Many are familiar with the sad reality of isolation experienced by our aging loved ones living in senior care facilities. While some of the stories may be disheartening, there are uplifting stories as well, one of which, about a technology called “Obie,” was shared by Teaneck’s own Shira Weiss.
When Chani Garb Ashlag’s mother-in-law was at the Friedwald Center in New York, she and her husband witnessed the amazing revival of her spirit and abilities. Here was a woman who “taught the rest of us how to overcome physical challenges by leveraging her mind to accomplish anything,” said Chani. Attributing much of this recent and astonishing progress to the staff and the daily visits of a group of Chassidish ladies from New Square, Mama Ashlag blossomed. Chani was heartened by the group’s embracing all patients regardless of religious observance. The interactions among residents, visitors and staff were warm and wonderful. Residents thrived and improved … until the intrusion of COVID, which changed everything.
Absent visits from family or the New Square women, the facility became a place of isolation, loneliness and depression. When Mama Ashlag became infected with the virus, the camaraderie of friends who were residents, and the care by professionals, of necessity, became very different and distant. Despite heroic attempts by the staff to help keep families connected through Zoom, Skype and phone calls, loneliness and depression took hold.
Chani explained: “I am a new resident [to Teaneck] and finally understood why so many people love living here. Friends would drive over [to New York] to bring food to Mama Ashlag.” In a sobering conversation, Mama Ashlag, recovering after finally testing negative for COVID, told her daughter-in-law that the depression and loneliness of being isolated were making her lose her will to live.
Sharing this story with a friend, Chani learned about an Israeli company whose mission was from the start of COVID to save the elderly in nursing homes from isolation by adapting its existing technology known as “Obie.” She decided to make it her personal mission to share her story and the positive benefit that Obie can provide for seniors, whether at home or in care facilities. She regretted only that it was not available soon enough to help her mother-in-law, who had sadly passed away.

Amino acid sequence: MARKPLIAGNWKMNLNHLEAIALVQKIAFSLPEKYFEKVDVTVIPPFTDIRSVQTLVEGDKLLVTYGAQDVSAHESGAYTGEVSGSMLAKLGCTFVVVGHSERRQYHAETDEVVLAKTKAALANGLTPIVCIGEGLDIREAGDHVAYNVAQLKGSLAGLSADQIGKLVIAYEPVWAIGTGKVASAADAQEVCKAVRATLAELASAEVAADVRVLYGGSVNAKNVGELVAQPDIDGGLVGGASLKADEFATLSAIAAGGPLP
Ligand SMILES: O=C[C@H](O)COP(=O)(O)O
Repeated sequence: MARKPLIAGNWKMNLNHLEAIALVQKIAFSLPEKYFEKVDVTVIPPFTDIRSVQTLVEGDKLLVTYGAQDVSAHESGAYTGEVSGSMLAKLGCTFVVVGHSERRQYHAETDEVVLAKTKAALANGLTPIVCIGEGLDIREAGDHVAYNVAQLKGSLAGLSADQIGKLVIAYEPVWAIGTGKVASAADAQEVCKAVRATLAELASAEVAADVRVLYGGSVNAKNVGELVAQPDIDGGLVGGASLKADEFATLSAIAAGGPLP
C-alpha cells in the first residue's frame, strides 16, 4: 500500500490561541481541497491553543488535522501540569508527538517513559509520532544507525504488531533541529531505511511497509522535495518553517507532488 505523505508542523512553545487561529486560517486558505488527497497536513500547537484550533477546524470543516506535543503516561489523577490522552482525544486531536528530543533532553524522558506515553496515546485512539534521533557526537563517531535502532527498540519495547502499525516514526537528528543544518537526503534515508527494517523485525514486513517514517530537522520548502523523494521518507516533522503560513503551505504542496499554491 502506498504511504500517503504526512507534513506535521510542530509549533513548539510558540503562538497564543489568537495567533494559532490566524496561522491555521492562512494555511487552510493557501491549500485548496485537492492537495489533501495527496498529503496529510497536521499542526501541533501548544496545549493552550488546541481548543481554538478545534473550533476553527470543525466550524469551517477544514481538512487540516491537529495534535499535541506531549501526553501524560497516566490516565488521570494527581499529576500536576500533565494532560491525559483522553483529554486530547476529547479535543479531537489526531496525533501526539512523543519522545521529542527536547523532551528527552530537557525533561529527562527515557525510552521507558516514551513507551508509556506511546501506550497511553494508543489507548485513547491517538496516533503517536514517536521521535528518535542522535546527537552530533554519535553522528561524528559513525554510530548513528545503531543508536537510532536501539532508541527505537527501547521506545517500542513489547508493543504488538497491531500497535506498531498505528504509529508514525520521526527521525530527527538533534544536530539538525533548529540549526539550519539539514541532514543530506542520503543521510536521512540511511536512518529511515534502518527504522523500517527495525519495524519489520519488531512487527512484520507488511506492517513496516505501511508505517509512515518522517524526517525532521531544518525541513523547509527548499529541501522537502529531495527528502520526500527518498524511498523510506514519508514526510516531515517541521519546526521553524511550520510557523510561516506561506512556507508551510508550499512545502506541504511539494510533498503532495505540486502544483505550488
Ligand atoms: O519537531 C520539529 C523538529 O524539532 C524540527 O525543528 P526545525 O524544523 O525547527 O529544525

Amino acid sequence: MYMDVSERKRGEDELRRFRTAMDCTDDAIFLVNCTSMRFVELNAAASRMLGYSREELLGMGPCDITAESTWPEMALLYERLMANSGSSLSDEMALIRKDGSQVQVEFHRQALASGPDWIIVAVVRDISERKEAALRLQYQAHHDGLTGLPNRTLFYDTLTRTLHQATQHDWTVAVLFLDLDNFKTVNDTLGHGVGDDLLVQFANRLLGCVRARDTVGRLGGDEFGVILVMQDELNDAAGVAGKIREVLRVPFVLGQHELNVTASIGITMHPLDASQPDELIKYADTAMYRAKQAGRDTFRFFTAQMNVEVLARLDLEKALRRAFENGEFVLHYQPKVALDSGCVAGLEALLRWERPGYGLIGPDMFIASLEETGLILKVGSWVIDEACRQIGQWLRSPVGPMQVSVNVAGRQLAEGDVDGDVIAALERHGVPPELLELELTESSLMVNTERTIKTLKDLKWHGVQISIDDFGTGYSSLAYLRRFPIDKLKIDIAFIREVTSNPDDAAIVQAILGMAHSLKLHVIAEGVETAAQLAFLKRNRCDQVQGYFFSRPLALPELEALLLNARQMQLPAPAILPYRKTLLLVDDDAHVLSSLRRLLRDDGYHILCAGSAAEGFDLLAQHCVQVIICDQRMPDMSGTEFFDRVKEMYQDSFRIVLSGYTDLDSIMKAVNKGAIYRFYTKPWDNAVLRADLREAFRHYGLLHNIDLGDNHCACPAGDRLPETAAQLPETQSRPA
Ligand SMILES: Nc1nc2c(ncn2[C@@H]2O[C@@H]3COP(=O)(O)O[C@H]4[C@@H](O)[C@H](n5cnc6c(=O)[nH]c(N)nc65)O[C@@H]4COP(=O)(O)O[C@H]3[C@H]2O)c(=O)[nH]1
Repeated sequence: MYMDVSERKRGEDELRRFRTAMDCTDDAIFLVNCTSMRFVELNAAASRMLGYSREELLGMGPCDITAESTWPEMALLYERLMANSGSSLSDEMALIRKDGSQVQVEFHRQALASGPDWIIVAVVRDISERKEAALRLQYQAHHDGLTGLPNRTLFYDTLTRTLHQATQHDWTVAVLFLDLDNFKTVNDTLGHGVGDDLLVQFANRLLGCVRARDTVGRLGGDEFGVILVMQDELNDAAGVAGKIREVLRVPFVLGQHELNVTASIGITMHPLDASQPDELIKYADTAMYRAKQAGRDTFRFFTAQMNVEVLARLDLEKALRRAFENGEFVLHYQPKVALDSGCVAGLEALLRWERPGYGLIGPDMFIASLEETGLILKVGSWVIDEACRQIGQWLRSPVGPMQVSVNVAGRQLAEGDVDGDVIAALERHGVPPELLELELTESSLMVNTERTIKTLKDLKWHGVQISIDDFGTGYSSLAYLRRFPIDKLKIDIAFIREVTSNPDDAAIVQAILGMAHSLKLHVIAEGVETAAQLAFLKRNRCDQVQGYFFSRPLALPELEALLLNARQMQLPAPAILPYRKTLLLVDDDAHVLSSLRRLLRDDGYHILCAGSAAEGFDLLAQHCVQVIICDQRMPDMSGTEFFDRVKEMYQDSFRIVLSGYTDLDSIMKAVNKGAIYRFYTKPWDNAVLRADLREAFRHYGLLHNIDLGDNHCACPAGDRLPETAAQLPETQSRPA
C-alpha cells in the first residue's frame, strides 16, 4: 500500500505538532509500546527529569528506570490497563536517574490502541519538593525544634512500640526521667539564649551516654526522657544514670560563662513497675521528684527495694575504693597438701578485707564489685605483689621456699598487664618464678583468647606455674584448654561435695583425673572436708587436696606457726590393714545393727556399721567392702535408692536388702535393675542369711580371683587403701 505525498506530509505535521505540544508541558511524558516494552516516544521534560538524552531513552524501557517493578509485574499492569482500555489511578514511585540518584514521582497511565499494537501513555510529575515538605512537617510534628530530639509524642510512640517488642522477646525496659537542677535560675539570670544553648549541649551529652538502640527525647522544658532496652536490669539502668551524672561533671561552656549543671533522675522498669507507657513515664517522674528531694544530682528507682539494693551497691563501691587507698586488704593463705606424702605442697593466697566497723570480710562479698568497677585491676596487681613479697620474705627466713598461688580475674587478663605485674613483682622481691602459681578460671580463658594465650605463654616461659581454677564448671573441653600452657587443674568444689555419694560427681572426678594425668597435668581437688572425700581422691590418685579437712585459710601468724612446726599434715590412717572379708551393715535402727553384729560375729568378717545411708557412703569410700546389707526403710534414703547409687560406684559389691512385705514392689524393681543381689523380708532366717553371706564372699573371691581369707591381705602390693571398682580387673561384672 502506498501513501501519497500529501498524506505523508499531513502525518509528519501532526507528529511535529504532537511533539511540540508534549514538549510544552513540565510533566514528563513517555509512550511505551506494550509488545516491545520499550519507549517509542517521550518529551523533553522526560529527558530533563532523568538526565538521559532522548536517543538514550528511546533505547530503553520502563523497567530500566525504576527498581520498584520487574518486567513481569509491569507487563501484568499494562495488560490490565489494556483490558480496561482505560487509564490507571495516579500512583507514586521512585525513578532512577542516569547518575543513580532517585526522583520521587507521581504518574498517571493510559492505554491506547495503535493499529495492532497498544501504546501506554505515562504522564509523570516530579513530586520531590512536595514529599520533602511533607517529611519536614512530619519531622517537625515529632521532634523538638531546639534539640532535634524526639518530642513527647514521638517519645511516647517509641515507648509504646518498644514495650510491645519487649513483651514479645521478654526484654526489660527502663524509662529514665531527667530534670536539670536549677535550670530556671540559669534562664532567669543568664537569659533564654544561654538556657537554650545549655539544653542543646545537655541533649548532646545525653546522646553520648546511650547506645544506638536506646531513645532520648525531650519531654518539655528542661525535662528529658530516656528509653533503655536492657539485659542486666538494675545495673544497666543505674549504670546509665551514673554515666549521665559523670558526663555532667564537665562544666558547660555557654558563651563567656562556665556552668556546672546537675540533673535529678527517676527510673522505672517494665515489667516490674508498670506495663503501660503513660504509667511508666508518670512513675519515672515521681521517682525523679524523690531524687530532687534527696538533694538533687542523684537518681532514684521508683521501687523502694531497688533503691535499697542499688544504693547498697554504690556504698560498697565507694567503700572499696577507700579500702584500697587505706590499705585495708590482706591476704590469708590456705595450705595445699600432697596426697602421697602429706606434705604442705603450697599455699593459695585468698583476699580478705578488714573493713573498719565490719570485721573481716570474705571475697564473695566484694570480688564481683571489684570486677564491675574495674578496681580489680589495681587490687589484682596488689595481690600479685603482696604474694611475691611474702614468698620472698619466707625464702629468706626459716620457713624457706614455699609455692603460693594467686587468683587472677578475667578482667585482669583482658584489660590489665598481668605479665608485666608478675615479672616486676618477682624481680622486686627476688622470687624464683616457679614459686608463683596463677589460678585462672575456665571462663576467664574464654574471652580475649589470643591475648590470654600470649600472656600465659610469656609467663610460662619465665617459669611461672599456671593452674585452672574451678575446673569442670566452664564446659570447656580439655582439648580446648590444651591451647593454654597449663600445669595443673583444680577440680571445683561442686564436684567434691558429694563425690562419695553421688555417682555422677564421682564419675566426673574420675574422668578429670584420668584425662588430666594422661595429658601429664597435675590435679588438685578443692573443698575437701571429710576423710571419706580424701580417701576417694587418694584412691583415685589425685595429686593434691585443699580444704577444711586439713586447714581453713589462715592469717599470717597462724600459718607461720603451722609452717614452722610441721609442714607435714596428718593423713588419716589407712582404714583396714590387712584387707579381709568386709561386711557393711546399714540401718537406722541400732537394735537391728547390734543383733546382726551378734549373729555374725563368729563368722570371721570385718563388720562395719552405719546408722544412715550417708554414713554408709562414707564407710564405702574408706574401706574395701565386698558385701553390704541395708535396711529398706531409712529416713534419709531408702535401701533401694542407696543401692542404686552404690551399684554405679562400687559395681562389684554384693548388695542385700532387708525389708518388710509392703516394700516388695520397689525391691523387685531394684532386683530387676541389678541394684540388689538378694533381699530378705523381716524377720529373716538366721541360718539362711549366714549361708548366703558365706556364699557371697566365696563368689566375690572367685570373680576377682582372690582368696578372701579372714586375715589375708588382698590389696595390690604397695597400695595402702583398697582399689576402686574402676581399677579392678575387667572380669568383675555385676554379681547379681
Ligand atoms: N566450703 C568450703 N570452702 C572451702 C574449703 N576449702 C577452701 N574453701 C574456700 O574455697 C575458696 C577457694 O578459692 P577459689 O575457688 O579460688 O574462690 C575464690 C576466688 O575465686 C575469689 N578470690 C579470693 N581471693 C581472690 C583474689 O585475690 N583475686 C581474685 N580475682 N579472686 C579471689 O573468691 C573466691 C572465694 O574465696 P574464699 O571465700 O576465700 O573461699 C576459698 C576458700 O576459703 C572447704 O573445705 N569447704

The name “Obie” has a fascinating backstory. Created by cinematographer Lucien Ballard, it is named for his wife, actress Merle Oberon. Nicknamed “Obie,” it refers to a small spotlight mounted on the side of the camera. A very cool side effect, described Ariel Almos, CEO and founder of EyeClick, was, “Having a source so close to the axis of the lens created a highlight in Oberon’s eyes. The term ‘Obie’ became widely used in the film industry, and refers to any on-camera light.” From this model, the Obie projection system was developed. Obie can operate on any surface, wall, floor or table and can be activated by touch or body movements and hand gestures. No external equipment is required, thereby meeting the social distancing protocols of COVID, since no one needs to touch the surface.
Michal Herz, PhD, aging product manager at EyeClick, Obie’s parent company, shared details about the original intentions of the technology and its target audience. Herz said that the Obie system now in use was “originally designed to enable children to play games involving full body movement and active play.” Asked how the application for the Obie technology migrated to senior care facilities, Herz responded: “What Obie does best is make people play and have fun. When COVID started we were approached by aging care facilities, so there would be a means of activity and engagement that was safe and fun.”
Chani sees Obie as life-altering for seniors, and wants to see all such care facilities make technology like Obie available in their locations. Efraim Siegfried, administrator and CEO of Complete Care Management, a user of Obie, described “seeing the residents who usually don’t like socializing or coming out of their rooms suddenly changing for the good.”
Siegfried explained: “During these long months of COVID, seniors in nursing facilities faced many challenges, including loneliness, isolation and in being less active than usual. Obie took care of all three of these components, and more.”
“Mama Ashlag was all about chesed,” said Chani. “In her name, I am already seeing our community coming together to continue that chesed, spreading the incredible ways technology can help our loved ones in nursing homes.”
Nothing would honor Mama Ashlag more than having people promote the idea of eradicating the isolation by bringing meaningful technology into senior residential living centers. For more information, visit https://obieforseniors.com. To find out more about Obie in action locally, visit https://completecaremgmt.com
By Ellie Wolf